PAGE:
The flightcrew must comply with the departure procedures established for a particular airport by the FAA if ATC does not specify any particular departure procedure in the takeoff clearance given for that airport.​
 

SteveC

Really?
Staff member
True, but I see the issue here as attempting to distinguish between a radar departure using a DVA vs following a published procedure, ODP or SID. At an airport with a DVA, the tower controller can give a heading just like the one the OP received and the intent is that departure will vector the aircraft away from obstacles.

The question is, how can the pilot tell the difference between a heading given for a radar departure vs one that takes effect after following the assigned SID?
The difference is that this particular SID has very specific wording. "TAKE-OFF RUNWAY 22R: Climb heading 224 to 1300 before turning, thence... complete initially assigned turn within 4 DME of Midway." Since they were given this SID as part of their clearance the pilots should be expecting to receive a heading to fly, and there should be absolutely no reason for them to think that the receipt of a heading would nullify the requirement to fly the procedure.

Again, I am talking only about the specific scenario spelled out in the initial post. I fly that procedure on occasion so maybe I'm too close to the trees to see the forest on this one. But if that were the case I would expect any scheduled air carrier operation that flies in and out of MDW on a regular basis to be even closer to the trees than I am. :D

Believe me, I understand the issue that you bring up and it's an important one. I've been in a lot of situations myself where those issues come up (or should have come up!), but I just don't see the same potential for confusion in this particular case with the way this specific procedure is written.
 

tgrayson

New Member
Again, I am talking only about the specific scenario spelled out in the initial post.
Ah, ok, I see what you're saying. I was keying off what the OP said,
You must turn to assigned heading by 4 DME from the airport.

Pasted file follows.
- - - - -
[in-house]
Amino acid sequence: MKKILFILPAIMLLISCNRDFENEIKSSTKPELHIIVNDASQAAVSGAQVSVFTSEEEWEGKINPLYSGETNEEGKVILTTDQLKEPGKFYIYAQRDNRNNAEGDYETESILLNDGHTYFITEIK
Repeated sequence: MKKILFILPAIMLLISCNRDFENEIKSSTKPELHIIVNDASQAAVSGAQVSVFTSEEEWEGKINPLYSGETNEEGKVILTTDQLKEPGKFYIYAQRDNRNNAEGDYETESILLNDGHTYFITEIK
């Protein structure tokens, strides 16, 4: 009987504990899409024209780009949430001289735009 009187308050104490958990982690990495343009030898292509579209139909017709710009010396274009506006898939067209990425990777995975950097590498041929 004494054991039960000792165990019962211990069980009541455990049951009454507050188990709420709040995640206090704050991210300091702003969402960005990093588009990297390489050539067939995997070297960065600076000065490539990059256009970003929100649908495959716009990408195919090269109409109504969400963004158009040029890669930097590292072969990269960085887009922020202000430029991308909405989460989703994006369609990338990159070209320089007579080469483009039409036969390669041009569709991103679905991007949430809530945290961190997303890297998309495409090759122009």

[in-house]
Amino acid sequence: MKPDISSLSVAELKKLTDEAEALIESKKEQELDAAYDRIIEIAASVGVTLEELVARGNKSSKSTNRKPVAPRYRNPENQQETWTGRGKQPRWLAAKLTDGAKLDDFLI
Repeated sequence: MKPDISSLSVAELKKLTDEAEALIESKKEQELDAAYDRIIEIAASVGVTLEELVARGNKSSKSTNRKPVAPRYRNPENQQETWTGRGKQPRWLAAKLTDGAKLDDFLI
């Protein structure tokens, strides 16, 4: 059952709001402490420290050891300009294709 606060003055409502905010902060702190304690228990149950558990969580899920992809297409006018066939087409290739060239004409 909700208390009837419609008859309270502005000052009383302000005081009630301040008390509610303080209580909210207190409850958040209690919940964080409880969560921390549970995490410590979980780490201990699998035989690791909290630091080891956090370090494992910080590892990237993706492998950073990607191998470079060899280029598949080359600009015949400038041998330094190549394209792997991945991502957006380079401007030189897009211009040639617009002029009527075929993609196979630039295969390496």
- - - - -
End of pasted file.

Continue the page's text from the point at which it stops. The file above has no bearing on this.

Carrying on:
I was reading that to mean the heading assigned upon reaching 1300 and didn't pay any further attention to it. However, you quoted the SID correctly and it says:
complete initially assigned turn within 4 DME of Midway
Yes, I agree that it's unambiguous now. Whether I would have picked that up had I received that clearance unforewarned, I don't know.
 

B767Driver

New Member
What about a radar departure using a DVA?

Edit: Here's what one carrier has in its ops spec, which seems to leave open the possibility of a vector departure:

The flightcrew must comply with the departure procedures established for a particular airport by the FAA if ATC does not specify any particular departure procedure in the takeoff clearance given for that airport.​
Once you hear the words "radar contact" with the departure controller...you can now accept a radar vector and assume terrain clearance is assured. Most (all?) towers are not radar...and any assigned headings should be flown after ODPs are complied with or other means to assure obstacle clearance have been flown.

I'd be interested to see what ATC types on here have to say regarding this topic.

I agree...I think there is confusion on both ends here.

As a CFII, I taught all of my students to fly the ODP everytime...if it was published.
 

tgrayson

New Member
assigned headings should be flown after ODPs are complied with or other means to assure obstacle clearance have been flown.
That isn't what they want when they intend to use a DVA, since the DVA assures terrain clearance. The main problem is that the pilot has no idea where DVAs have been established.

I'd be interested to see what ATC types on here have to say regarding this topic.
They've been keeping quiet.
 

B767Driver

New Member


That isn't what they want when they intend to use a DVA, since the DVA assures terrain clearance. The main problem is that the pilot has no idea where DVAs have been established.



Bottom line, I wouldn't accept such a clearance or directive that I'm not convinced assures obstacle clearance. That's my responsibility on departure.